After three months, it was finally time for Amma to go back to India. The frequency of her reminders to give kids fresh food, teach them to respect elders, and to make them pray every day increased as the day of her departure got closer.

Nancy had called us over for dinner the weekend before Amma’s departure. After the early dinner, we sat in her portico drinking tea. Nancy slowly got up and announced “I have a surprise for Aunty”. She then came closer and took Amma by her hands, and gestured me to follow her. I followed as she walked ahead holding Amma’s hands. They walked past the corridor of her house and reached a small dark room on the rear side, away from the other rooms. Nancy switched on the dim lights of the room and exclaimed “Ta daa, here is our Puja room.”

“Whoa” I screamed unable to stop myself. It was a beautiful room painted white with white tiles on the floor. The room was empty except for a small candle in the middle of the room raised on a platform and a green cotton rug with white cushions on either side spread on the floor of the room. There were no images or idols of any deity, yet it felt so divine, so peaceful, so serene in there.

Nancy continued “Thank you so much Aunty for giving me this wonderful idea. We all need to meditate and withdraw ourselves from our busy world for some time everyday. You have no idea how much more positive and peaceful I feel after spending ten minutes in this room everyday before sleep. You have changed my life Aunty.”

Amma’s face brightened and glowed in the candlelight. She grinned as she placed her hand on top of Nancy’s head and uttered “God bless you my child.” Amma then threw a look at me and I knew instantly what she meant “Ha, You need to listen more to your mother!”

Back at home, I was bragging to my husband about how Nancy added a puja room to her house, thanks to my mother.

“Amma even taught an American lady in my office the significance of a Puja room”

“No Neethu, it was Nancy who taught me many things” Amma gave a deep sigh while we both turned in her direction bewildered.

“She taught me its not the idols or the shape, color, looks of the deity that matter. Its the human mind.”

“She taught me its okay to open yourself to new ideas, if it brings positivity in you. It does not matter how alien it sounds to you, or that it comes from the other side of the world”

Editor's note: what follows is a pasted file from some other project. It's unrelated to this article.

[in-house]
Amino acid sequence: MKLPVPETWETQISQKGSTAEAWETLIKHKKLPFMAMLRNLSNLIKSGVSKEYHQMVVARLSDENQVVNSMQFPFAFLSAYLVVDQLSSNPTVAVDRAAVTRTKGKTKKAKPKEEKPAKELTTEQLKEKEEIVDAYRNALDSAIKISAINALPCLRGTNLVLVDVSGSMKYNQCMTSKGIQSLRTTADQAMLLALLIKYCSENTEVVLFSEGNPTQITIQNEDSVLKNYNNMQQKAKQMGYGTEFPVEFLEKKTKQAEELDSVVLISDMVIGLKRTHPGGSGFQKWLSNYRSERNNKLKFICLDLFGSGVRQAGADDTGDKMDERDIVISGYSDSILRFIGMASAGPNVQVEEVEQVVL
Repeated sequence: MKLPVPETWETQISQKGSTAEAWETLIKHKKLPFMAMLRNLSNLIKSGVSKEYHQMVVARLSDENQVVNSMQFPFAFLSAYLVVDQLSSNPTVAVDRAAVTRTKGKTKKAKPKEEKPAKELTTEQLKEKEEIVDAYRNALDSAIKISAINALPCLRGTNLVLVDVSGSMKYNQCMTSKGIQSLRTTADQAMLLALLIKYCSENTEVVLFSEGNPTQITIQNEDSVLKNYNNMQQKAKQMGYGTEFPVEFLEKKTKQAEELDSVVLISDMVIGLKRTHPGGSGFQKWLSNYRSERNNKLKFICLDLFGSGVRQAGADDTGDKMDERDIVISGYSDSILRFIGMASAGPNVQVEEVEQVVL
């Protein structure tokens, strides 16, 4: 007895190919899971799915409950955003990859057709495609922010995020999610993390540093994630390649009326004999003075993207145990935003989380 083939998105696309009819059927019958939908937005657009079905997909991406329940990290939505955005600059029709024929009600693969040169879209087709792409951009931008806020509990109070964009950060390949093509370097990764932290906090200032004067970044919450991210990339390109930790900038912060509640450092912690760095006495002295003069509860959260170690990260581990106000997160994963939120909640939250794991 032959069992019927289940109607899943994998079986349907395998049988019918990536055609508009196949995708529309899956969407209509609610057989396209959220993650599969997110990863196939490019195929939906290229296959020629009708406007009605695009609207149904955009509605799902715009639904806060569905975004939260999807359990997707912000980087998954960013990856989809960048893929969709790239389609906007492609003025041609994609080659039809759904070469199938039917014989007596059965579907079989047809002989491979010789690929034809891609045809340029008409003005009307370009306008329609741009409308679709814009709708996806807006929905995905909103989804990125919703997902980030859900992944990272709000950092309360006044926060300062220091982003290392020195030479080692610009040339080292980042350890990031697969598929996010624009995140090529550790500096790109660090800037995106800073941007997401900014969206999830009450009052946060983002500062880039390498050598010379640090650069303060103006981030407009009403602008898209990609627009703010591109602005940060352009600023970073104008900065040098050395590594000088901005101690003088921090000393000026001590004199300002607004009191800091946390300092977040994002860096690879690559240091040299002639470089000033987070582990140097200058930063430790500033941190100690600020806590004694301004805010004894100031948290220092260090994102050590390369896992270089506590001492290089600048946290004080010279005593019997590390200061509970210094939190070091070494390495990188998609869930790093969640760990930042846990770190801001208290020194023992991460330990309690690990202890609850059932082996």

“Finally she taught me, we are all essentially the same, We come from the same energy and we go to the same. It doesn’t matter what our religion on this earth is”

I held my mothers hands and squeezed it looking lovingly into her deep set eyes.

Image Source: Internet
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Nitya (aka Neethu) is a character from my next book. The above article is from her perspective. Watch out for my next book, to know more about Nitya ! You will find her quite entertaining!

The Money Lender

Book Review: The Money Lender Tales from a small town in South India by Manju Nambiar

Thanks for the review !

The Diary Of A Rolling Stone

Title: The Money Lender Tales from a small town in South India

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Author :  Manju Nambiar

Genre : Collection of short stories

Blurb: Short and Fun read! Truly Entertaining and Witty.

The book is a collection of short stories, narrated through the eye of a small town money lender. As the story unfolds, we get introduced to the unique characters in the town and their bizarre issues. How the money lender provide solutions to their problems in the most humorous and practical manner form the crux of the book.

My Take:

The book is a collection of short stories from the perspective of the money lender at Gulf Town, a small town in Kerala. The author succeeds in weaving  great stories based on turmoil of relationships of people in this small town with the money lender in a pivotal role. Most of the stories are a small pack of…

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Memoirs of Nitya.B · The Indian Society

Untold story of Indian Women – The one who really rule!

5e78e750772199.5608922f8f6ba“Hey enjoy your vacation” My colleague wished me on my last day at work before I went on my month long vacation.  She was a Caucasian from San Diego, who joined our office two months back.

“Hey Thank You Claudia” I loved this feeling. My last day @ work before my vacation to my home land.

“Where are you going?” Claudia was curious.

“Oh to India” I said gleaming. The very word ‘India’ warmed me up with tons of memories. An influx of images of parents, friends, cousins , uncles, and aunties flashed in my head.

“Oh dear, Please Stay Safe”. She remarked tilting her head at 30 deg angle, putting her right hand on to her heart , with a concerned look on her face. And before I could answer, we were interrupted by her teammate. Now needless to say I was a little perturbed by her reaction.  What in the world was that ?

I went back to my office to finish some uncompleted tasks and spent the rest of the day with many co-workers, discussing and delegating tasks for the period I was away. The meetings ended with wishing me on my journey, and statutory warnings.

“Take care of yourself and your daughter”

“Is your husband coming with you? Try not to go out by yourself in India”

“Do you live near Delhi?”

“Oh my God Nitya! You sure you want to stay there for that long?”